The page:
[Here thar be spoilers!]
It took us about a week of evening viewing, buy my wife and I watched all 15 episodes of the new, fourth season of Arrested Development. I think this Washington Post review does a pretty good job of summarizing what the show has historically done right artistically:
“Arrested Development” was five years ahead of its time. Its meme-ability predated the rise of the meme. Its parodies of 1 percenters and malfeasant corporations were 1,000 news cycles ahead of the subprime mortgage crisis and the Olympic debut of Rafalca. The metastatic third and final network season, which wrapped in early 2006, thumbed its nose at the mundane forces that brought about its demise: modest viewership, fleeing advertisers and fickle TV executives. Each would soon be immaterial to a series’ distribution and survival.
Dan Zak, who wrote the review, then goes on to heap accolades on the newest season, although conceding that it’s not exactly cotton-candy entertainment:
The new 15-episode season of “Arrested Development” is staggering in its ambition, surgical in its execution and diabolical in its conclusion. It’s a chore to watch and a delight to decrypt. Its overwhelmingness contributes to its initial underwhelmingness. But in time, with a moment to reflect, it begins to feel like the fullest and fraughtest expression of its form.
It is, in a perverse way, the “Ulysses” of sitcoms.
Maybe Zak is right, but the vicious ambition of the show is not what drew me in as a fan in the first place, and so the most recent season missed it’s mark with me. Although the characters of Arrested Development are famously unlikable, I always felt that the trio of Michael, Geroge Michael, and Maeby formed a kind of human heart at the core of the show. In a strange way, they made the rest of the self-absorbed and vacuous characters seem human. Although no one would ever accuse Arrested Development of being sentimental, I actually thought there was something heartwarming in the fact that–no matter how repulsive they were–the Bluth family stayed a family. No one could ever explain what kept Lindsay and Tobias together, for example, but they stayed together.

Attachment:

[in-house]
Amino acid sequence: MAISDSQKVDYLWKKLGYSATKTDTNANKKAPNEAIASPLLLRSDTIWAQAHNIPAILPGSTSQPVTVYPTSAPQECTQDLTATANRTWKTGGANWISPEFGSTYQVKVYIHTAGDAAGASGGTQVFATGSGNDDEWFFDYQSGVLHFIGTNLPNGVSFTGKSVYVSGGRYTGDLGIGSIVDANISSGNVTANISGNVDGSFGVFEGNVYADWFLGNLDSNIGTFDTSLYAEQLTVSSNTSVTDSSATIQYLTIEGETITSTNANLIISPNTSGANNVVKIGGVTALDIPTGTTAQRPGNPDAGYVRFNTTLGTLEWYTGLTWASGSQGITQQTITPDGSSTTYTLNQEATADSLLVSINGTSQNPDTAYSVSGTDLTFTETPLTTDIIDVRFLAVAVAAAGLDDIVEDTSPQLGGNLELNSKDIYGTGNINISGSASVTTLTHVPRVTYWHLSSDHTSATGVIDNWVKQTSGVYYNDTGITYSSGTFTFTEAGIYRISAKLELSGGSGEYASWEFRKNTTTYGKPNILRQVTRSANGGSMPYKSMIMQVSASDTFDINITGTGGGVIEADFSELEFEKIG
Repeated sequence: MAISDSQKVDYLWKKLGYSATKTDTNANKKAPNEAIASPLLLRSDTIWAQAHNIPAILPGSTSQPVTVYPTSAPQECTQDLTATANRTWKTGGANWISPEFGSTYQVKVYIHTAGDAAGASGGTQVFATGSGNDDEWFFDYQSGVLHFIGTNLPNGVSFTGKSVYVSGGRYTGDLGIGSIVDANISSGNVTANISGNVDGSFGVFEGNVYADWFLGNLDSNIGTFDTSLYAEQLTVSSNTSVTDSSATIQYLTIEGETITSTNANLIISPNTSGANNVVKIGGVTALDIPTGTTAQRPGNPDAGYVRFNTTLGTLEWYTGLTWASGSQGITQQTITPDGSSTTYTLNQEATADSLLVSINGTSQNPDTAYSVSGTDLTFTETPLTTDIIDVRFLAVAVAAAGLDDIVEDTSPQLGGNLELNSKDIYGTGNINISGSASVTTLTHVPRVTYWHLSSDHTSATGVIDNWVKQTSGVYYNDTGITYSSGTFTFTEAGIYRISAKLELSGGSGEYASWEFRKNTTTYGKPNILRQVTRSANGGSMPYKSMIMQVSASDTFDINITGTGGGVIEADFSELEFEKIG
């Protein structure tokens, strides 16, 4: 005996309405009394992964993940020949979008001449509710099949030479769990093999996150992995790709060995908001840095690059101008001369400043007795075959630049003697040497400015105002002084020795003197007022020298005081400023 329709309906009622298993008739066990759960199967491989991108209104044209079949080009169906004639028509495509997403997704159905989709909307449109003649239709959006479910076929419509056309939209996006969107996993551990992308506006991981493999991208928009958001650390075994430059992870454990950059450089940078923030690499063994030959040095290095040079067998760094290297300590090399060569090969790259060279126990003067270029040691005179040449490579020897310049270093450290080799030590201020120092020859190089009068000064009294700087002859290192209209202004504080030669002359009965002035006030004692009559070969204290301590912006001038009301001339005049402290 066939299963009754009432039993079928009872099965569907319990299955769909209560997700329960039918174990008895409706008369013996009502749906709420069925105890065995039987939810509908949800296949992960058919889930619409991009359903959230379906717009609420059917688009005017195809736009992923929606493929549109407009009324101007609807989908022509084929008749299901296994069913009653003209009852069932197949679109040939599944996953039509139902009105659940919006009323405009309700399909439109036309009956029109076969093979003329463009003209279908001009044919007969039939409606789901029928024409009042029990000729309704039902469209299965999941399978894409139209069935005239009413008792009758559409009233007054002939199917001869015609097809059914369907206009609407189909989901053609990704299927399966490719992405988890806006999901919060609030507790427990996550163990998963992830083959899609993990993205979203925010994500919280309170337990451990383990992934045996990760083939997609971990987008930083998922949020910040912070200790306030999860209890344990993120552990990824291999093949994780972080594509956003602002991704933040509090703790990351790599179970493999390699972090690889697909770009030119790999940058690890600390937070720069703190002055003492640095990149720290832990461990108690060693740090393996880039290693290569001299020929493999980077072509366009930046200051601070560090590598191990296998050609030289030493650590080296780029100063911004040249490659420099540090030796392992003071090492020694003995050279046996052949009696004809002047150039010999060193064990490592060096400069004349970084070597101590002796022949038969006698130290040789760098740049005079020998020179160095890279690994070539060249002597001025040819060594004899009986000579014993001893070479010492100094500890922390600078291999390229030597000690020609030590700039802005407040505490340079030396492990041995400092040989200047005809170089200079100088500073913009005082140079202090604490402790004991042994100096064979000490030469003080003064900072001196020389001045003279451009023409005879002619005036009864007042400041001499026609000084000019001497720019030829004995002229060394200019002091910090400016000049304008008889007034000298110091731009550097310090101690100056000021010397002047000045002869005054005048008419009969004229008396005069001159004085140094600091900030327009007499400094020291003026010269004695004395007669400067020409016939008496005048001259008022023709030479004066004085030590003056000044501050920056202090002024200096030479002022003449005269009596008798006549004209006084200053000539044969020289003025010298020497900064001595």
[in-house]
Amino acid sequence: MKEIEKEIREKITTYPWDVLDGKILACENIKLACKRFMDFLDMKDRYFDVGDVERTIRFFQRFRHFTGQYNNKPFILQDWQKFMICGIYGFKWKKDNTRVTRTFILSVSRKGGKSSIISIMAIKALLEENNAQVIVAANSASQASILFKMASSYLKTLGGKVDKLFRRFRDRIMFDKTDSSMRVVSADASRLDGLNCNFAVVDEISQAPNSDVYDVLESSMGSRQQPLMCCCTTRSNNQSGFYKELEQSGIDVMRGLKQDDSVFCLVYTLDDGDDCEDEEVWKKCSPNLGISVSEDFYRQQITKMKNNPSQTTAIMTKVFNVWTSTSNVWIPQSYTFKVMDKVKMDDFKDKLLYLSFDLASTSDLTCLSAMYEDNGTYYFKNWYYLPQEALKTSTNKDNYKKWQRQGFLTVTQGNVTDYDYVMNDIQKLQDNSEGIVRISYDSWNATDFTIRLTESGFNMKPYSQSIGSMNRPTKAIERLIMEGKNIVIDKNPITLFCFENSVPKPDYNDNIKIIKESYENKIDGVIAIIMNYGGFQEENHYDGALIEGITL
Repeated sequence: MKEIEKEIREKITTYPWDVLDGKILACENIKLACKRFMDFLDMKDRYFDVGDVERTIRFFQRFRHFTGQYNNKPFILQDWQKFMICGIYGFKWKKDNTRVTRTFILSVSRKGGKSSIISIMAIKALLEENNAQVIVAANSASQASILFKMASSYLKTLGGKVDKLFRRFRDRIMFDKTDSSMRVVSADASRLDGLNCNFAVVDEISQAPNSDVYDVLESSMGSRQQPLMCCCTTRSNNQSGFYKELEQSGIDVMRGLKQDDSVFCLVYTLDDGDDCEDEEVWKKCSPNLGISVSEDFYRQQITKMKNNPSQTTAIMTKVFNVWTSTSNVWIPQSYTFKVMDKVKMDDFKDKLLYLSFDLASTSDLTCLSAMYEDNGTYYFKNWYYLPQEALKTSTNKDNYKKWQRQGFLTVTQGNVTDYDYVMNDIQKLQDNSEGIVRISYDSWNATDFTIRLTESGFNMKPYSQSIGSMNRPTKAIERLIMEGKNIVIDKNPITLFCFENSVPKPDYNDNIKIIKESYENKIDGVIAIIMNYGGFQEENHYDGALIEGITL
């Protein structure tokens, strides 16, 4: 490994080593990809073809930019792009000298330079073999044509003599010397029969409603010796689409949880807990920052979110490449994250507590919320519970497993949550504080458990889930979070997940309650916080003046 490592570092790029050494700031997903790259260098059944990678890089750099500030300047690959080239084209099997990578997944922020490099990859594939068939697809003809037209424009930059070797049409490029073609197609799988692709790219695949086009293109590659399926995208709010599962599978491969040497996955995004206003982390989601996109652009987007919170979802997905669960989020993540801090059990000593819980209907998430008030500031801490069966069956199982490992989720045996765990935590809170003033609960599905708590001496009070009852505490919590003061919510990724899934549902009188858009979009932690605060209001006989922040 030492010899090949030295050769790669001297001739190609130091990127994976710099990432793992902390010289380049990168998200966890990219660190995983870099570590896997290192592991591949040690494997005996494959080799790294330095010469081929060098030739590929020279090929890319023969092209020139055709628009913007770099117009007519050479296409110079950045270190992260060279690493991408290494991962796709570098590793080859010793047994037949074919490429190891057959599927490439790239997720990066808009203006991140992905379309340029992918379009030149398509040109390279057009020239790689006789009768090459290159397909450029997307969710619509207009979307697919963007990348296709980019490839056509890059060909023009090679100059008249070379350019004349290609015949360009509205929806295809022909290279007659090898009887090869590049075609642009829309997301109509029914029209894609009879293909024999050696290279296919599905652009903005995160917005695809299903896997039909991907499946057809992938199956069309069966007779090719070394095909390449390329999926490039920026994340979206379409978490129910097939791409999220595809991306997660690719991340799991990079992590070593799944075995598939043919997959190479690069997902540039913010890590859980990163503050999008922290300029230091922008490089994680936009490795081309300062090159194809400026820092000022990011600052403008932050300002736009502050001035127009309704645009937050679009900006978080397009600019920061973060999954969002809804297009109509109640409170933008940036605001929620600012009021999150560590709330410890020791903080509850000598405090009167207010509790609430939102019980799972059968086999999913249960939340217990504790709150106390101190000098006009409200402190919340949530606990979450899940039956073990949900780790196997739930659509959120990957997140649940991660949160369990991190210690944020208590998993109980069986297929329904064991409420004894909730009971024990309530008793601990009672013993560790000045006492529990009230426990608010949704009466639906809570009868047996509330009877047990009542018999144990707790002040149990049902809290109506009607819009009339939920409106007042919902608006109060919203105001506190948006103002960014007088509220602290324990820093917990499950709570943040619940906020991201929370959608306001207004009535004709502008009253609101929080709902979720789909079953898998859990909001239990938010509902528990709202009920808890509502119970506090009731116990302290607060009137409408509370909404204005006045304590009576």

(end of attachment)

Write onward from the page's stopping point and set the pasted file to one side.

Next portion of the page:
None of that remains in the fourth season.
The fourth season mostly obliterates the cute (but very weird) relationship between Maeby and George Michael, turns Michael into a bizarrely irrational, vindictive, and obnoxious character, and then even sets father and son against each other, sundering the one relationship that seemed functional in the entire show. What’s left for me to care about? Up until season four, I still felt like I was rooting for those three characters. They were my conduit into being able to identify with the whole family, and so in a way I was always laughing with the Bluths as much as at the Bluths. Now, however, I’m just a stranger watching idiots do outrageous things. I can appreciate the artistry in a dispassionate kind of way, but it feels cold and clinical.
I can’t really complain. As Zak points out: all season four really did was take what had made Arrested Development great in the first three seasons and turn the knob to 11. It certainly has absolutely hilarious scenes and the incredibly byzantine interconnected, non-linear storytelling is a work of art. I’m sure that a lot of fans of the first three seasons appreciated the fourth as well, but I also feel like quite a few–like myself–are kind of quietly horrified at what the show has become.
I’m glad that they made it. It’s high-concept and ambitious and smart. I crave smart TV, and I’m glad to have watched this season, but I can’t deny that it’s sad to feel the loss of a connection–no matter how weird and dysfunctional–that pervaded the earlier seasons. The new Arrested Development ain’t bad, but it also just ain’t the same.